Fiction

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Bronwyn Lea reviews Islands by Peggy Frew

Bronwyn Lea
Monday, 25 March 2019

According to the AFP, two Australians under the age of eighteen are reported missing every hour. Most are found alive, fairly quickly, but an unlucky few will progress to the category of long-term missing persons. From the Beaumont children of the 1960s to the more recent disappearance of toddler William Tyrrell ...

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A Season on Earth is the original version of Gerald Murnane’s second published novel, A Lifetime on Clouds, which appeared in 1976. The story behind this book’s publication is now well known, thanks to interviews Murnane has given and the author’s ‘foreword’ to this edition, where he relates how he reluctantly cut his ...

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Swallow the Air won the 2004 David Unaipon Award for Indigenous Writers. Judging by this slender volume of work, the choice was a judicious one. Thematically, Tara June Winch’s début effort travels along the well-worn path of fiction based on personal experiences, with the protagonist propelling the narrative through a journey of self-discovery ... 

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Something like a double helix of dialectical thinking winds its graceful way through these ‘eight lessons’. Ideas and theories about the nature of human (and other) life and how to live it, about the workings and the relative merits of logic, reason, belief, and faith, are sketched, rehearsed, debated, and set in ...

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Brenda Niall reviews 'The Great Fire' by Shirley Hazzard

Brenda Niall
Tuesday, 05 March 2019

London seen through a haze of smoke and fire in J.M.W. Turner’s famous painting, The Burning of the Houses of Parliament, is the evocative cover image for Shirley Hazzard’s long-awaited novel. The Great Fire comes twenty-three years after Hazzard’s brilliantly composed, witty, and ultimately tragic work ...

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Evelyn Juers reviews 'The Feel of Steel' by Helen Garner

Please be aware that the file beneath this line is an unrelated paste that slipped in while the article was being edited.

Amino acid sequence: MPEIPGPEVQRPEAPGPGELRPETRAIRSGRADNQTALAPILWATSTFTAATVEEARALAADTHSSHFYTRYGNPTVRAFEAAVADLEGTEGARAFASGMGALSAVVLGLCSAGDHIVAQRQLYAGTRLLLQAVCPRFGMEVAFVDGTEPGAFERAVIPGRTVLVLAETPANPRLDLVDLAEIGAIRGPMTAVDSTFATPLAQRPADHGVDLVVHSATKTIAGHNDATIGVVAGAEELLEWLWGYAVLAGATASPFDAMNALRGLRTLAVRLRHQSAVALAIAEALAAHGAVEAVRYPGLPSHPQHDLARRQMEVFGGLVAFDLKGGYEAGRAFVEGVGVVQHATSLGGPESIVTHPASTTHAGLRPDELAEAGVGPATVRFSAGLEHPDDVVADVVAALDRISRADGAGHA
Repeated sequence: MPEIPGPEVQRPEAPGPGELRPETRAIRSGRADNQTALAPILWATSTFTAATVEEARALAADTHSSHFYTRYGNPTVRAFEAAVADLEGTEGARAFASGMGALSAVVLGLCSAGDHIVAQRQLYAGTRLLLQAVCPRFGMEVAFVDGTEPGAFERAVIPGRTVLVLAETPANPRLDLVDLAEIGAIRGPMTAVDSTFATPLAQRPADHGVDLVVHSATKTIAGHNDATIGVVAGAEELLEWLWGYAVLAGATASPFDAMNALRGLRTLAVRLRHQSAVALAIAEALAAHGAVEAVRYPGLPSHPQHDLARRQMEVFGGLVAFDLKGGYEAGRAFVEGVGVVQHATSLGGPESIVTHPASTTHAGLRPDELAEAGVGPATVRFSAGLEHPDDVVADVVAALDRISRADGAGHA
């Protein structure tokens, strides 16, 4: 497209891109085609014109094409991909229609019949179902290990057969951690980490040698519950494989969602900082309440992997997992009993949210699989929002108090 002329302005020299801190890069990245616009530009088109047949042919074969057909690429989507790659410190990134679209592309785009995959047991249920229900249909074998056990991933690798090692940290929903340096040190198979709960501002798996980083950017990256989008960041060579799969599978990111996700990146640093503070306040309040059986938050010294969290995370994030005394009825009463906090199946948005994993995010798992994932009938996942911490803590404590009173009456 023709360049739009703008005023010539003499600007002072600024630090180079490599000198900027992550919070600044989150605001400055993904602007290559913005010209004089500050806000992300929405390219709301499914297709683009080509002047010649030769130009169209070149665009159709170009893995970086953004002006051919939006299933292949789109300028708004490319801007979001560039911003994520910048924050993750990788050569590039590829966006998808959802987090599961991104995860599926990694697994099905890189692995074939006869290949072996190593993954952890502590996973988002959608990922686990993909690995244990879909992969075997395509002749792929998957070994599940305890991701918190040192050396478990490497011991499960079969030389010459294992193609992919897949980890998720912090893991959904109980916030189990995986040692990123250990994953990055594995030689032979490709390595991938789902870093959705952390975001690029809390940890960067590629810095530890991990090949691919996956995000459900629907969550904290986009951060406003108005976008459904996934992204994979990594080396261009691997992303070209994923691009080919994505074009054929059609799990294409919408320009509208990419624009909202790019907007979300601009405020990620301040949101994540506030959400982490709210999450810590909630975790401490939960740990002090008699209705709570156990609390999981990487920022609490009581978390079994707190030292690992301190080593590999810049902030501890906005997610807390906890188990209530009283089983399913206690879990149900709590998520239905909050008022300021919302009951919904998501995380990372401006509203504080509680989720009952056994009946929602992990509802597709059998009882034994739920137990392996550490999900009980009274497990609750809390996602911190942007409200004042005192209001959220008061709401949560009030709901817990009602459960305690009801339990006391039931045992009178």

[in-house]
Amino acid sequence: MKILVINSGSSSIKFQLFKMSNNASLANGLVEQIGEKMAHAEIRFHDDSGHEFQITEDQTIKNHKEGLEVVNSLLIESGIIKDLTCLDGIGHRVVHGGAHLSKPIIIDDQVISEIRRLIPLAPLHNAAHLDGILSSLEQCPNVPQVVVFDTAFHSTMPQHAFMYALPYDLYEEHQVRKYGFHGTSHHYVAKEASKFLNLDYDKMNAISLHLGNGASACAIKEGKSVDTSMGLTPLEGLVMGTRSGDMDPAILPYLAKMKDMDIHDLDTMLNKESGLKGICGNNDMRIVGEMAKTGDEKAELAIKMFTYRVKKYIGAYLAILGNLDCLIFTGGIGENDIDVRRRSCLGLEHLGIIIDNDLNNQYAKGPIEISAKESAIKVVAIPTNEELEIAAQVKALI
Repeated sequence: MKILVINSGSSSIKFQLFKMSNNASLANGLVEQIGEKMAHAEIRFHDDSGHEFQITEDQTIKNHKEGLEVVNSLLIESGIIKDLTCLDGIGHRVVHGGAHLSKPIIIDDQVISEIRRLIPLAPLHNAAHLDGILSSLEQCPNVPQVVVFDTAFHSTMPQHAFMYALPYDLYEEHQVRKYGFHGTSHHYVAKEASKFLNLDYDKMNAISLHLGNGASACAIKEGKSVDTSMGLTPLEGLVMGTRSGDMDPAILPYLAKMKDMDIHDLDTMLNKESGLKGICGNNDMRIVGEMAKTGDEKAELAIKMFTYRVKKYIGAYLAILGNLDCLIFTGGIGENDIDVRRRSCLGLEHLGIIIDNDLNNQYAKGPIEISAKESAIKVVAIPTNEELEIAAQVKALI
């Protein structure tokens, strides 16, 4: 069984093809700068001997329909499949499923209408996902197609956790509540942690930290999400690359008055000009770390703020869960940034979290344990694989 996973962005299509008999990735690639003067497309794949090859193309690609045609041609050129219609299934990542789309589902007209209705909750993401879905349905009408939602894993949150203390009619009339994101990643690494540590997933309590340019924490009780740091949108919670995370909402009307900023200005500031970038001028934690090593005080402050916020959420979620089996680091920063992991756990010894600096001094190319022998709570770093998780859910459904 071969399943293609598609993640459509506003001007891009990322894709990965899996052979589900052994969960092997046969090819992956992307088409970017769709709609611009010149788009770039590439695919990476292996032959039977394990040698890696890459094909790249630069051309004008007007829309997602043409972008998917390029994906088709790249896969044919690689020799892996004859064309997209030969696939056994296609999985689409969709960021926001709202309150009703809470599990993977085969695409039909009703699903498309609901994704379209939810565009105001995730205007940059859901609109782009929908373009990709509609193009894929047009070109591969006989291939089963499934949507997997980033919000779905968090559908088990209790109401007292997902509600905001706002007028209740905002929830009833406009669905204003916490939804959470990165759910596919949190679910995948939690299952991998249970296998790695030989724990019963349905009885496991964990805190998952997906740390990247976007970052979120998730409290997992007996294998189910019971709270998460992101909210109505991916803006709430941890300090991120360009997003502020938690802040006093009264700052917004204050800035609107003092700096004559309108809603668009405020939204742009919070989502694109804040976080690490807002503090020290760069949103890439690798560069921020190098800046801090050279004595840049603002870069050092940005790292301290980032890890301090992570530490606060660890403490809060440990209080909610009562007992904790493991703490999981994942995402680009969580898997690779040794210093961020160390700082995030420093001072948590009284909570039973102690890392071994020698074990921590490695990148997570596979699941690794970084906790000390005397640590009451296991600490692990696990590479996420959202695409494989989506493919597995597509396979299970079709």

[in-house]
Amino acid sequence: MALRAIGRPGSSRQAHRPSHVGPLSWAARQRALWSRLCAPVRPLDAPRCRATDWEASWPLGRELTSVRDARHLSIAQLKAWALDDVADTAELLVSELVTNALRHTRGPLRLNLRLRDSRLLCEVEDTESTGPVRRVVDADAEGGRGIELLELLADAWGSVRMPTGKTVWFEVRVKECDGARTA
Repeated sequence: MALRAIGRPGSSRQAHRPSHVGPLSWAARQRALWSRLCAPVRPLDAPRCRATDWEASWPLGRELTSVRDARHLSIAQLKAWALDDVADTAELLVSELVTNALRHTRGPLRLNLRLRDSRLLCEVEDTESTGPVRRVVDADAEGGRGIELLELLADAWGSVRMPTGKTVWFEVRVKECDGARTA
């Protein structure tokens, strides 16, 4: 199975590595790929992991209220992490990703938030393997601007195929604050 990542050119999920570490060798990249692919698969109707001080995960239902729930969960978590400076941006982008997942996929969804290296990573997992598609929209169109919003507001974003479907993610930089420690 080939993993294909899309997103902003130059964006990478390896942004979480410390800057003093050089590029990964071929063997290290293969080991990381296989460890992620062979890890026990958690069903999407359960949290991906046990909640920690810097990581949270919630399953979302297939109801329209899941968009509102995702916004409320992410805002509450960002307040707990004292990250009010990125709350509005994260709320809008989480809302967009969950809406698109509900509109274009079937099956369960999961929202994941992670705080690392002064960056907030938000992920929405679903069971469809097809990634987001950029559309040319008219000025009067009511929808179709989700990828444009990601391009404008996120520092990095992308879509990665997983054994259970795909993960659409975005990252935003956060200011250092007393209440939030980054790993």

Evelyn Juers
Tuesday, 05 March 2019

Following True Stories, published in 1996, The Feel of Steel is Helen Garner’s second collection of non-fiction. It comprises thirty-one pieces of varying lengths. Longer narratives such as ‘Regions of Thick-Ribbed Ice’, about a hair-raising trip to Antarctica, and ‘A Spy in the House of Excrement’ ...

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Brenda Niall reviews 'March' by Geraldine Brooks

Brenda Niall
Tuesday, 05 March 2019

Spacious and solidly constructed, the classic nineteenth-century novel invites revisiting. Later writers reconfigure its well-known spaces, change the lighting, summon marginal figures to the centre. Most memorable, perhaps, is Jean Rhys’s Wide Sargasso Sea (1966), in which the first Mrs Rochester ...

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Kerryn Goldsworthy reviews 'The Secret River' by Kate Grenville

Kerryn Goldsworthy
Monday, 04 March 2019

Kate Grenville is a brave woman. For some years now, the representation of Aboriginal people by white writers has been hedged about by a thicket of post­colonial anxieties, profoundly problematic and important but too often manifested as hostile, holier-than-thou critique, indulging, at its most inept ..

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Rose Lucas reviews The Last Wave by Gillian Best

Rose Lucas
Thursday, 28 February 2019

Gilian Best’s début novel, The Last Wave, is a thoughtful narrative that charts the intricacies of one family’s experiences and relationships across three generations, from the postwar period to the present. It makes use of the iconography of the coast and the unpredictability of the sea almost as a dramatis personae ...

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Michael Williams reviews 'Dead Europe' by Christos Tsiolkas

Michael Williams
Monday, 25 February 2019

So often, the language used to discuss Australian literature is that of anxiety. A.A. Phillips’s ‘cultural cringe’, coined in 1950, is never far from the critical surface as readers and commentators grapple with questions of national and literary identity. The report of the 1995 Miles Franklin Award’s judges offers one such example ...

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